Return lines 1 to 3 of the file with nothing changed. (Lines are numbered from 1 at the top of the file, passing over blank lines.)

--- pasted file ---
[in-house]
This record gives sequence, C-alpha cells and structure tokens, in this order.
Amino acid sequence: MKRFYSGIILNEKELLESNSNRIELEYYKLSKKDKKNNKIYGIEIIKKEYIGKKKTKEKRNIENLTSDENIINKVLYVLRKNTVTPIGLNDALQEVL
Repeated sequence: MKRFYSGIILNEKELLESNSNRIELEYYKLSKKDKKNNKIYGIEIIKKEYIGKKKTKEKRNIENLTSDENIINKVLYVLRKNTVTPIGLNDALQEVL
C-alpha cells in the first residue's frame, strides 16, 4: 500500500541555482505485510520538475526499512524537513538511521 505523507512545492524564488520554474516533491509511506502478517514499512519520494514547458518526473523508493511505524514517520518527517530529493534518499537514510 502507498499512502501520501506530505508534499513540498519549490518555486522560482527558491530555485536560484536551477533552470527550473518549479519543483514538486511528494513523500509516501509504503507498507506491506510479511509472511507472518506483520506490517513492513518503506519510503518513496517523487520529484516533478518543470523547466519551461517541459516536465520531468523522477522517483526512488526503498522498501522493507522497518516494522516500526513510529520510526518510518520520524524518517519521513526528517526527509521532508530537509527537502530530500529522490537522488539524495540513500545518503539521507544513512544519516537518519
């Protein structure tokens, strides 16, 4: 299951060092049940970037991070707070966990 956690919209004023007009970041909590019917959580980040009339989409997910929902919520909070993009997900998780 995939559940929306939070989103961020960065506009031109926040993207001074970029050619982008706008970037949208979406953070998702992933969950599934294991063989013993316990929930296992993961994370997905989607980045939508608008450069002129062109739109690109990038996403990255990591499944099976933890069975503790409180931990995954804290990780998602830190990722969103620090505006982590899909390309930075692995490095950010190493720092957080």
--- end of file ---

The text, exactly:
[in-house]
This record gives sequence, C-alpha cells and structure tokens, in this order.
Amino acid sequence: MKRFYSGIILNEKELLESNSNRIELEYYKLSKKDKKNNKIYGIEIIKKEYIGKKKTKEKRNIENLTSDENIINKVLYVLRKNTVTPIGLNDALQEVL